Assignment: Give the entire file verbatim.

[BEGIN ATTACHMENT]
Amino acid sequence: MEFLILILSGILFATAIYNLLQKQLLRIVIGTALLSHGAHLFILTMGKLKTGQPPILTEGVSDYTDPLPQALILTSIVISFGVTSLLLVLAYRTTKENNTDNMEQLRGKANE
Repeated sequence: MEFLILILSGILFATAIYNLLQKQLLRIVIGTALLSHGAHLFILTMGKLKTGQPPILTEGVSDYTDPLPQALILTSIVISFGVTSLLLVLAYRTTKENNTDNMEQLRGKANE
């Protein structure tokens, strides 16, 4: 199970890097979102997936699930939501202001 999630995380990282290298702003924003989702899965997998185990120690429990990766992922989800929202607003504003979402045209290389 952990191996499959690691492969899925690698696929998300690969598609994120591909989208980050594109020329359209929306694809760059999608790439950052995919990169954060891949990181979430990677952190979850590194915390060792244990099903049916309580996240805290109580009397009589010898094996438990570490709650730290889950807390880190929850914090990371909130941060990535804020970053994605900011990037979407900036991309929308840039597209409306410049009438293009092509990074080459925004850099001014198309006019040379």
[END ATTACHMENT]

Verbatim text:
Amino acid sequence: MEFLILILSGILFATAIYNLLQKQLLRIVIGTALLSHGAHLFILTMGKLKTGQPPILTEGVSDYTDPLPQALILTSIVISFGVTSLLLVLAYRTTKENNTDNMEQLRGKANE
Repeated sequence: MEFLILILSGILFATAIYNLLQKQLLRIVIGTALLSHGAHLFILTMGKLKTGQPPILTEGVSDYTDPLPQALILTSIVISFGVTSLLLVLAYRTTKENNTDNMEQLRGKANE
């Protein structure tokens, strides 16, 4: 199970890097979102997936699930939501202001 999630995380990282290298702003924003989702899965997998185990120690429990990766992922989800929202607003504003979402045209290389 952990191996499959690691492969899925690698696929998300690969598609994120591909989208980050594109020329359209929306694809760059999608790439950052995919990169954060891949990181979430990677952190979850590194915390060792244990099903049916309580996240805290109580009397009589010898094996438990570490709650730290889950807390880190929850914090990371909130941060990535804020970053994605900011990037979407900036991309929308840039597209409306410049009438293009092509990074080459925004850099001014198309006019040379």